The European Union has said it will extend the fight against antisemitism across all policy areas in a declaration welcomed by Jewish leaders on the continent.
The announcement commits all levers of the Brussels-based organisation to both the International Holocaust Remembrance Alliance (IHRA) definition of antisemitism and to creating a Europe-wide strategy to address Jew hatred.
Jewish representatives said it was “a step in the right direction” as it praised the bloc “and specifically the German [rotating] presidency” for obliging all EU institutions to consider antisemitism in all of its measures and decisions.
In December 2018, a giant survey by the EU Agency for Fundamental Rights of 15,000 Jews across the continent and found an alarming rise in antisemitism and this week’s statement, supported by all 27 member states, spells out that anti-Jewish bigotry constitutes an attack on European values.
Margaritis Schinas, vice-president of the European Commission, said the Council’s decision reaffirms Europe’s commitment to fight antisemitism. “Today’s declaration recognises, with great concern, the rise in threats towards Jewish people, both online and offline,” he said.
“It calls for much needed decisive actions. It reiterates that Member States have a duty to ensure the security of Jewish communities and institutions. It also acknowledges the importance of the IHRA definition as a guiding tool for better identifying and addressing this scourge.”
He said the Commission would “present a comprehensive EU Strategy on combating against antisemitism in 2021” as Jewish leaders welcomed the declaration.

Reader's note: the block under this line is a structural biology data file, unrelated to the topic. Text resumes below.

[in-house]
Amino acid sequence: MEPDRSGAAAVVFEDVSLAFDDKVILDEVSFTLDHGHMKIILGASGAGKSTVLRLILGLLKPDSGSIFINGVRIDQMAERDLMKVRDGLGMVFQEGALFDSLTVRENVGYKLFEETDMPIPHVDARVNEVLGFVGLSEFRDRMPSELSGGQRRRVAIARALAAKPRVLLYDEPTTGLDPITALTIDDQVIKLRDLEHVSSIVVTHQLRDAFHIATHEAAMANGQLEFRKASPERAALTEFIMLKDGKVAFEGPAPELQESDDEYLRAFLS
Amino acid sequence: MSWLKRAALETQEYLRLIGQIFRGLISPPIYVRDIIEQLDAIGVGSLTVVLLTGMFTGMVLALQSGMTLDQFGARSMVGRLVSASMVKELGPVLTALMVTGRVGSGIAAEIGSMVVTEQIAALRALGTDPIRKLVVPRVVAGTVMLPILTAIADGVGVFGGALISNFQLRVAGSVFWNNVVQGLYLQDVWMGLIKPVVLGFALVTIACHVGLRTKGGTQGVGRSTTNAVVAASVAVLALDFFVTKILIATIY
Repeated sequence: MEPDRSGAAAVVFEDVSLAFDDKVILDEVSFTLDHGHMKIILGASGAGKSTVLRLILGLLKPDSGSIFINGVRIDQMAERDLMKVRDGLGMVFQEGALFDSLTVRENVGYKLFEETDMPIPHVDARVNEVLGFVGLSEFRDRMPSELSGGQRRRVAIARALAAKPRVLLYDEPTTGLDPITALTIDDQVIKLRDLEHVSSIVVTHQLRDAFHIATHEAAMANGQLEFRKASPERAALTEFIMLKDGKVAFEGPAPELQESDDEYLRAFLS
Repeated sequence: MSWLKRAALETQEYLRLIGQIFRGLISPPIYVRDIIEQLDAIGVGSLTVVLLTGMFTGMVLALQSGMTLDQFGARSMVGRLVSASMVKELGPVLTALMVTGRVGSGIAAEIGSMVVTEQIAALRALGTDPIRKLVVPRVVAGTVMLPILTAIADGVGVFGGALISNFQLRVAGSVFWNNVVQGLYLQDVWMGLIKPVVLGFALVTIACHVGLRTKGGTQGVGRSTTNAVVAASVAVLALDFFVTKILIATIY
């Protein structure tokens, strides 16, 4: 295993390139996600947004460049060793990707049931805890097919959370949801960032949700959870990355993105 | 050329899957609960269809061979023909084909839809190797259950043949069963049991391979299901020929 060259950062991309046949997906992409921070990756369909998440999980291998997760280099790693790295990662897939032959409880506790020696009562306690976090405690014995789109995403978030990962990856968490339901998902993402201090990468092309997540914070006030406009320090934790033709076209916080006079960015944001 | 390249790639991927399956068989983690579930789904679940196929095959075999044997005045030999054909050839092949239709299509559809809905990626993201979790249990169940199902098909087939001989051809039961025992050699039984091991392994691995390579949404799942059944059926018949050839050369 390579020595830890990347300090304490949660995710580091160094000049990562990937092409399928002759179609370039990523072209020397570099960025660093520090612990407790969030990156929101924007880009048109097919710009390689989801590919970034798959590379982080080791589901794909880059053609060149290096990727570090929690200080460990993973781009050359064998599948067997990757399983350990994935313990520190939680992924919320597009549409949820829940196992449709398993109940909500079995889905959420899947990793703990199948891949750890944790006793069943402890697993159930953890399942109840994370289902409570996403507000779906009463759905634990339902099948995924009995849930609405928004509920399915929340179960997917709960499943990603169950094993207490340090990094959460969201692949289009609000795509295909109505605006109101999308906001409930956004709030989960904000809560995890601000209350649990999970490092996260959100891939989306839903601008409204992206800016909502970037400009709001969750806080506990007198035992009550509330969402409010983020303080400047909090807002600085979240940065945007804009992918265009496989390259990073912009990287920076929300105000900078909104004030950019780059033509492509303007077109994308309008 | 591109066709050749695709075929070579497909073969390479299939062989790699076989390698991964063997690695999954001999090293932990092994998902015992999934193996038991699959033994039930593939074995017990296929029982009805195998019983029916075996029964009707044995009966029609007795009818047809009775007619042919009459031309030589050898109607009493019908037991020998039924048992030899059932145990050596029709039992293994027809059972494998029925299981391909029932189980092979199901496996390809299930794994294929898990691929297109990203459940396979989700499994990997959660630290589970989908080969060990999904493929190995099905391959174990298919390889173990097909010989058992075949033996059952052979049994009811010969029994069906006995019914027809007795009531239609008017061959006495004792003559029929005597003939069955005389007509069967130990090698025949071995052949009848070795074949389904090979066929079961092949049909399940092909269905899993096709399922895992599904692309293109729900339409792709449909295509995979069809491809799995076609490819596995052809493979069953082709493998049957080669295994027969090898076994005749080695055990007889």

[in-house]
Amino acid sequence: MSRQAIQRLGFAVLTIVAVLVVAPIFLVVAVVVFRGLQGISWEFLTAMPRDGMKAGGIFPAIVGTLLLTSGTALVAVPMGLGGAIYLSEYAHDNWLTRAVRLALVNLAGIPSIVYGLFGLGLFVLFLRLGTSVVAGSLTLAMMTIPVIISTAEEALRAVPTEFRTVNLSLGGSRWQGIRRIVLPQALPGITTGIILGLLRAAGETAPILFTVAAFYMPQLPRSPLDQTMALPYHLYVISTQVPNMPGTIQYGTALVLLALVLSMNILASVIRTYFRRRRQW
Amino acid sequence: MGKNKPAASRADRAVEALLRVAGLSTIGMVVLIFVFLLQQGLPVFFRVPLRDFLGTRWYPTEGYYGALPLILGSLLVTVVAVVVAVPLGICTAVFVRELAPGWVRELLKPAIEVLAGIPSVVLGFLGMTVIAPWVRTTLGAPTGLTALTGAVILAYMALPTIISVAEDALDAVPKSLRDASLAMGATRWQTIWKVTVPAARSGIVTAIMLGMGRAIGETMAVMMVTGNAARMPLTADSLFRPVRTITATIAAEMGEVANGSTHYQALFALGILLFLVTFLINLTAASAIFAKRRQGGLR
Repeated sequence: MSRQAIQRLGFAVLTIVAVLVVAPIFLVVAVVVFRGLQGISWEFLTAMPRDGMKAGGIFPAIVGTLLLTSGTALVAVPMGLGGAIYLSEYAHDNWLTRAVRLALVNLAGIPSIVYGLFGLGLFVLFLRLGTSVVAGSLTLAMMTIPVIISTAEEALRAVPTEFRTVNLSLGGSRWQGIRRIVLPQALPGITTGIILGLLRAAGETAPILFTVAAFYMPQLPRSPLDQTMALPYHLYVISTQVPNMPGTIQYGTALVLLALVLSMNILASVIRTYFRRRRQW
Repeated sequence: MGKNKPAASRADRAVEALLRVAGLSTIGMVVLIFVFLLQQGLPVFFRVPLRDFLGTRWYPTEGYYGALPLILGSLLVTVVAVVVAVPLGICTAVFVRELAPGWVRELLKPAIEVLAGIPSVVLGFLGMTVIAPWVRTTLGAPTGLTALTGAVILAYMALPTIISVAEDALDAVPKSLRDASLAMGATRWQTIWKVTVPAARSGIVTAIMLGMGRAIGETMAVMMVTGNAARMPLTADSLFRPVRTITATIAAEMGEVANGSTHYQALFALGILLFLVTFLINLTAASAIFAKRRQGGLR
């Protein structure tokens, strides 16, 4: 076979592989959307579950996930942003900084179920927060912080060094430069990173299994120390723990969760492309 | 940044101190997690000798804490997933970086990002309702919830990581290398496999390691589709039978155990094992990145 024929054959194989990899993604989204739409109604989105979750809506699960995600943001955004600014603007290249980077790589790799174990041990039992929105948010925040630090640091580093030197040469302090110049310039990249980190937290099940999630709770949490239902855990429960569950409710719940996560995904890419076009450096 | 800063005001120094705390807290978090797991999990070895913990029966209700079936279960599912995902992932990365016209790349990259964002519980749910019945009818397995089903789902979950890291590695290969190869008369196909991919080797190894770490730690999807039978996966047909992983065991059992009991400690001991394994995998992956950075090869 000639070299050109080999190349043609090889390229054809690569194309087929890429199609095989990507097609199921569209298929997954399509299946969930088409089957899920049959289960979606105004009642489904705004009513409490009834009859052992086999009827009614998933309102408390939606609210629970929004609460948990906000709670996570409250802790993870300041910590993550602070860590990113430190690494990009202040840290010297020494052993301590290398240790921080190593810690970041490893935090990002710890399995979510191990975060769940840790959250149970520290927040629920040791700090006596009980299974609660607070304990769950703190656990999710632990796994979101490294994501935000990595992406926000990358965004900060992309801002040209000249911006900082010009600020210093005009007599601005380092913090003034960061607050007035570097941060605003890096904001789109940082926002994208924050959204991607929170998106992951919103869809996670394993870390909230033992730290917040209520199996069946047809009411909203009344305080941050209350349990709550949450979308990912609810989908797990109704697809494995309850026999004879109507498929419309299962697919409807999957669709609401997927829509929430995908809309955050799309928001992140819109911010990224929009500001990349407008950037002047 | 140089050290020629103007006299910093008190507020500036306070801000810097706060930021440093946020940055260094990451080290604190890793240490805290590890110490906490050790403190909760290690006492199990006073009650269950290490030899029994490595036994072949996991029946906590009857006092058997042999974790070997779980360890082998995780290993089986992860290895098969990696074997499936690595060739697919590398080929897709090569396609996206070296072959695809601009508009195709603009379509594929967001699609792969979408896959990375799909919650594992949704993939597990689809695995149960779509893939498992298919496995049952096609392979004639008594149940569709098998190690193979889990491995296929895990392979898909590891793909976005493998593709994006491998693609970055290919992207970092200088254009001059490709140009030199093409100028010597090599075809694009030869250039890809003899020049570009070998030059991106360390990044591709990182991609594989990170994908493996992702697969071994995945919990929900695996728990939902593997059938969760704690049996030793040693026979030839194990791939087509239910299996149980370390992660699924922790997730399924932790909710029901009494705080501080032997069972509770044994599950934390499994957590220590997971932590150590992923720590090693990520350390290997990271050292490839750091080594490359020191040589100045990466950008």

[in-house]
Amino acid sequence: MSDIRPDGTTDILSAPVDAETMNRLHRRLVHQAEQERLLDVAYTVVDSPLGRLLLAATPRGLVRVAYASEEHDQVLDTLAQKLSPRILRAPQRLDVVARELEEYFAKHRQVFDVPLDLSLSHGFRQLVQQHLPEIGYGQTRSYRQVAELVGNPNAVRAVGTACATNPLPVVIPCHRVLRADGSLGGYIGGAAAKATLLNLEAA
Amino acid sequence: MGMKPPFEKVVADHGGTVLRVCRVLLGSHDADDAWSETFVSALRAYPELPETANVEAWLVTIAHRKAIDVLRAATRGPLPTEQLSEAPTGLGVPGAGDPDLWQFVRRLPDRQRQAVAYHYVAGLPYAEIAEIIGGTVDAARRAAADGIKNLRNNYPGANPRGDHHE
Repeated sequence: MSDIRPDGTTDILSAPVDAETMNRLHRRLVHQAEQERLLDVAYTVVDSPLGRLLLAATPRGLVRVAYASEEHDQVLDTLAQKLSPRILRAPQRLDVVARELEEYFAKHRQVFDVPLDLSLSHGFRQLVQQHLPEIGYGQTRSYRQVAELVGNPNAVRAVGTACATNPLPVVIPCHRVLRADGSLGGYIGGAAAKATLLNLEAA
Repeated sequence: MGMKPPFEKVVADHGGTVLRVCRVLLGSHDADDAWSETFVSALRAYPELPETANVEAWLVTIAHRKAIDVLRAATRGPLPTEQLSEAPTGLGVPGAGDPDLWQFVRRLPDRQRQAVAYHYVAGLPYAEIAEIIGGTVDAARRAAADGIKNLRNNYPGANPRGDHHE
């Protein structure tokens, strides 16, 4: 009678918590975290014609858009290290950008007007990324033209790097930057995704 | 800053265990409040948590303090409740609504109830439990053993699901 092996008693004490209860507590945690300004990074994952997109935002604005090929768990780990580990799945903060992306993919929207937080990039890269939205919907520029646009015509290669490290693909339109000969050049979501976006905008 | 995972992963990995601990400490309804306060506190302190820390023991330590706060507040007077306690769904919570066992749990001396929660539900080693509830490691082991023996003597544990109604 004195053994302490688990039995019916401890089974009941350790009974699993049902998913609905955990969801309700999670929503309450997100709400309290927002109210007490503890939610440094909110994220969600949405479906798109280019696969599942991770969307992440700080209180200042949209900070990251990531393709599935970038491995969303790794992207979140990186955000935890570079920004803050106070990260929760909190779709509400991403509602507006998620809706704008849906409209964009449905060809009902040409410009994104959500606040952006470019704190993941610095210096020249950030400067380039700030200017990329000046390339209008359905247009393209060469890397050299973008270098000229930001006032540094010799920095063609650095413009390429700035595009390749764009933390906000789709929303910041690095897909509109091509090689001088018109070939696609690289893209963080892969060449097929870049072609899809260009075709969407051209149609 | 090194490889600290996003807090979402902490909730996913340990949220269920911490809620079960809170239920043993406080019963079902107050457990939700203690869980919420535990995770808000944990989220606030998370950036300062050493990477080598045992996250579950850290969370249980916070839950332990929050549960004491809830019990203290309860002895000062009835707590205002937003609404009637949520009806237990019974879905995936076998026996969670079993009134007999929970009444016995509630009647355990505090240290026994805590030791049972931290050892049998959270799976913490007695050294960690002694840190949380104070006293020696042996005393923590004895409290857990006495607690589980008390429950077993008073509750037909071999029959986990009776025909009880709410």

“The EU and, specifically, the German presidency, deserve praise for mainstreaming the fight against antisemitism,” said Daniel Schwammenthal of the American Jewish Committee’s Brussels office. “If properly implemented, this could bring about real progress.”
The European Commission’s 2019 “Eurobarometer” showed a striking discrepancy of perception of antisemitism in Europe, he said. While nine in ten Jews said it had significantly risen in five years, only a third of the general public agreed.
Chief Rabbi Pinchas Goldschmidt of the Conference of European Rabbis said it was “a welcome step in the right direction” but did not go far enough in key areas that could affect the Jewish way of life.
“We are dismayed that it does not protect the customs and practices of religious communities that operate peacefully and true to EU values,” he said. “Without a guarantee of freedom of faith for Jewish communities in Europe, there is no guarantee for a Jewish future.”
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